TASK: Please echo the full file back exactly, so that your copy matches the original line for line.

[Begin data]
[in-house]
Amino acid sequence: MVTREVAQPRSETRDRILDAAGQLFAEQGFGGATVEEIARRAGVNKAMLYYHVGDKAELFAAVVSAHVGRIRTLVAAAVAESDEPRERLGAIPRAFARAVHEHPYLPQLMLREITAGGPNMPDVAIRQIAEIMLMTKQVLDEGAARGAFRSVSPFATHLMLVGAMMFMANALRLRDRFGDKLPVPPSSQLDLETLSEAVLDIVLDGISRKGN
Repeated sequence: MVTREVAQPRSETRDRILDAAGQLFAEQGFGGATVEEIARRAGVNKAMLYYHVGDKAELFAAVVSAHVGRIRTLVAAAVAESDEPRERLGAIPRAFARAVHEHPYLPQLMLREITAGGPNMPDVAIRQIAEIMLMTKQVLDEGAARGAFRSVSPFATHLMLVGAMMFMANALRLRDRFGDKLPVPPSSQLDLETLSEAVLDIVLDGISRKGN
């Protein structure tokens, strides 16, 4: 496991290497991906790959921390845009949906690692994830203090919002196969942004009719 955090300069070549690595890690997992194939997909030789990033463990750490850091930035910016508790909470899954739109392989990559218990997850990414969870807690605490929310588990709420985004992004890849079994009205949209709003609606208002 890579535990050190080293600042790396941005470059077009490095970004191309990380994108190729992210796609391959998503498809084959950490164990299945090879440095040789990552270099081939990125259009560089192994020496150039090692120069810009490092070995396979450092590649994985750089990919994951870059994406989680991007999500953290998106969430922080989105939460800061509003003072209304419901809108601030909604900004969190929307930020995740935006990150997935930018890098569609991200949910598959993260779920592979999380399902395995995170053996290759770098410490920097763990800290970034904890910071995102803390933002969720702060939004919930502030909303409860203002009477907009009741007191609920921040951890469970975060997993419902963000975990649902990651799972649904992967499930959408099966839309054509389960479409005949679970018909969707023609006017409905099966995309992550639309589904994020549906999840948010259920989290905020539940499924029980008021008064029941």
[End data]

[in-house]
Amino acid sequence: MVTREVAQPRSETRDRILDAAGQLFAEQGFGGATVEEIARRAGVNKAMLYYHVGDKAELFAAVVSAHVGRIRTLVAAAVAESDEPRERLGAIPRAFARAVHEHPYLPQLMLREITAGGPNMPDVAIRQIAEIMLMTKQVLDEGAARGAFRSVSPFATHLMLVGAMMFMANALRLRDRFGDKLPVPPSSQLDLETLSEAVLDIVLDGISRKGN
Repeated sequence: MVTREVAQPRSETRDRILDAAGQLFAEQGFGGATVEEIARRAGVNKAMLYYHVGDKAELFAAVVSAHVGRIRTLVAAAVAESDEPRERLGAIPRAFARAVHEHPYLPQLMLREITAGGPNMPDVAIRQIAEIMLMTKQVLDEGAARGAFRSVSPFATHLMLVGAMMFMANALRLRDRFGDKLPVPPSSQLDLETLSEAVLDIVLDGISRKGN
């Protein structure tokens, strides 16, 4: 496991290497991906790959921390845009949906690692994830203090919002196969942004009719 955090300069070549690595890690997992194939997909030789990033463990750490850091930035910016508790909470899954739109392989990559218990997850990414969870807690605490929310588990709420985004992004890849079994009205949209709003609606208002 890579535990050190080293600042790396941005470059077009490095970004191309990380994108190729992210796609391959998503498809084959950490164990299945090879440095040789990552270099081939990125259009560089192994020496150039090692120069810009490092070995396979450092590649994985750089990919994951870059994406989680991007999500953290998106969430922080989105939460800061509003003072209304419901809108601030909604900004969190929307930020995740935006990150997935930018890098569609991200949910598959993260779920592979999380399902395995995170053996290759770098410490920097763990800290970034904890910071995102803390933002969720702060939004919930502030909303409860203002009477907009009741007191609920921040951890469970975060997993419902963000975990649902990651799972649904992967499930959408099966839309054509389960479409005949679970018909969707023609006017409905099966995309992550639309589904994020549906999840948010259920989290905020539940499924029980008021008064029941």